The books that I was granted to save from the office recycling, in my opinion, deserve a separate mention in this blog, due to interesting content in their own right. From a similar subject area, these books should read well in parallel.
‘Notebook’ by Andrea Garuti is a colour A3 hardback filled with a grungy, textured and thoroughly urban paint and photographic collage. The introduction (titled Sim Cities: Andrea Garuti’s Urban Vision’) begins its prose with the following:
‘The title of one of Le Corbusier’s most accessible books is When the Cathedrals Were White. Surely the architect was thinking of a time before photography and its complications.
We can define the relationship between photography and architecture as:
Expedient, Reverential, Confounded, Hostile, Territorial, Suspicious, Conspiratorial, Delirious.
Andrea Garuti’s photographs are a perfect example, summing up as they do most of the possible attitudes at work in the confrontation between two mediums obsessed with time, and especially with the strange collision of instantaneity and eternity.’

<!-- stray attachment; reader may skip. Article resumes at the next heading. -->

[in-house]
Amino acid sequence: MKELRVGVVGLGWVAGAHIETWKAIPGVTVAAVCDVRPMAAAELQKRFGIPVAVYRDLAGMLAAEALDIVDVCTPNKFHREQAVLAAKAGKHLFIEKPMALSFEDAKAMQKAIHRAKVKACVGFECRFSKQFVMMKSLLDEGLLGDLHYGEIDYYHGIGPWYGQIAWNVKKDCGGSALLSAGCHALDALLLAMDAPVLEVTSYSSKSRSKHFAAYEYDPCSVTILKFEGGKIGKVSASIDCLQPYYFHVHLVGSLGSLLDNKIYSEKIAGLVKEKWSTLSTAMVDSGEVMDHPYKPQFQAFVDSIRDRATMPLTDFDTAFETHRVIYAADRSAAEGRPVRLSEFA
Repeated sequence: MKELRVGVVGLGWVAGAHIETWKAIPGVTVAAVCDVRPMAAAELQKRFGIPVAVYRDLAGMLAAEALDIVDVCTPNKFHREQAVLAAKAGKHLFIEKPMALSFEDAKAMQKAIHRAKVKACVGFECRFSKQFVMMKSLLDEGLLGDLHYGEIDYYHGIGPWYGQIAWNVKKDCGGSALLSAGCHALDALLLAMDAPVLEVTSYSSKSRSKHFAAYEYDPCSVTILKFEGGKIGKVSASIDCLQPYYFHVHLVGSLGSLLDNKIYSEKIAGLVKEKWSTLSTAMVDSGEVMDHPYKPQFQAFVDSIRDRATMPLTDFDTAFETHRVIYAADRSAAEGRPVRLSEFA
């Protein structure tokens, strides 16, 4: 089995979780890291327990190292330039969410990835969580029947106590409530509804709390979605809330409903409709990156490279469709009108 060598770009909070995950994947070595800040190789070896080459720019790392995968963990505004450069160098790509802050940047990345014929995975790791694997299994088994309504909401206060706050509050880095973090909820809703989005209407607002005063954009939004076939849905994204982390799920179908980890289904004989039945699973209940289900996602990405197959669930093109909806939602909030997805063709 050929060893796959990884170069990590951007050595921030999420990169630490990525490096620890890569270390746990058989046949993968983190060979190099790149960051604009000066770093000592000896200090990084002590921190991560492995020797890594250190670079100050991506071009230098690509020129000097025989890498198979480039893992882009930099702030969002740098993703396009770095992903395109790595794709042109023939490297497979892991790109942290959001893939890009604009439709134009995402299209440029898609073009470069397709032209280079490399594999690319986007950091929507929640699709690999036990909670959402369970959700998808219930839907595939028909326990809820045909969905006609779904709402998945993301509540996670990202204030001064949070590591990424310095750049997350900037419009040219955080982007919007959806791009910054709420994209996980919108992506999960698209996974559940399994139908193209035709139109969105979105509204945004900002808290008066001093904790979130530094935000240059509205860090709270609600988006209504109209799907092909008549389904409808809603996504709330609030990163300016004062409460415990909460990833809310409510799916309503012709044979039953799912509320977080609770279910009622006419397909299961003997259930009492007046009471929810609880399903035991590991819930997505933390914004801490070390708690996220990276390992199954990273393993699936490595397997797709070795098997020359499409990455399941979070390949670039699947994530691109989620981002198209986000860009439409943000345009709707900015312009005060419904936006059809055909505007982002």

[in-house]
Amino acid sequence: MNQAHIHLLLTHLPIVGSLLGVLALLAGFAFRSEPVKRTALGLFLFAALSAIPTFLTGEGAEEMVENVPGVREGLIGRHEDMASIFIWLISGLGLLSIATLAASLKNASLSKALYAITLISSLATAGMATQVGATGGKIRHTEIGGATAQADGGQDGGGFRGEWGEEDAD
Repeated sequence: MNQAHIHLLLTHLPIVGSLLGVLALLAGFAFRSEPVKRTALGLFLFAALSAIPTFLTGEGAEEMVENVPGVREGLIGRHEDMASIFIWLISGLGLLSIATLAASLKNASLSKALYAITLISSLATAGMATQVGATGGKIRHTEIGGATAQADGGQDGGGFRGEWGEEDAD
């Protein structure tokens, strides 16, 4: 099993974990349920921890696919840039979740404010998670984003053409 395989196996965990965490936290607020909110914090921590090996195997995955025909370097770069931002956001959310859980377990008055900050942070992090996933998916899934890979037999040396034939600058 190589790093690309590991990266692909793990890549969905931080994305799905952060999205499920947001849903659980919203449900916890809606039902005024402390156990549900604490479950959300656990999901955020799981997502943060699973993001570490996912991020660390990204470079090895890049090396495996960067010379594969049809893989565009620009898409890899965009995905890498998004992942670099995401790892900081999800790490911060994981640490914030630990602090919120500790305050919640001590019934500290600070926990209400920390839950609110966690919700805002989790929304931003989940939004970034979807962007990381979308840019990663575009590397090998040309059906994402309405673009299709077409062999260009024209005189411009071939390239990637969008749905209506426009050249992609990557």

Like this the author Lyle Rexer continues in a way that makes me seriously and enviously reconsider why I did not take this avenue for my dissertation! As it is, I can now indulge myself with purely admiring them instead of writing about them.
By contrast, Rowan Moore’s ‘Why We Build’ is a text that ‘explores the making of buildings from conception to inhabitation and reveals the paradoxical power of architecture: it looks fixed and solid, but it is always changing in response to the lives around it’… How was I going to help myself after that?
Both of these books have served to remind me how much I admire and enjoy learning about architecture- in relation to both my discipline and in its own right as it cuts through others. The tone is very approachable so far, and has been easy to pick and down on the tube or train. Looking forward to slotting it into the art/design/reference/magazine/book stack on my desk, as permanent reminders of the last 4 weeks!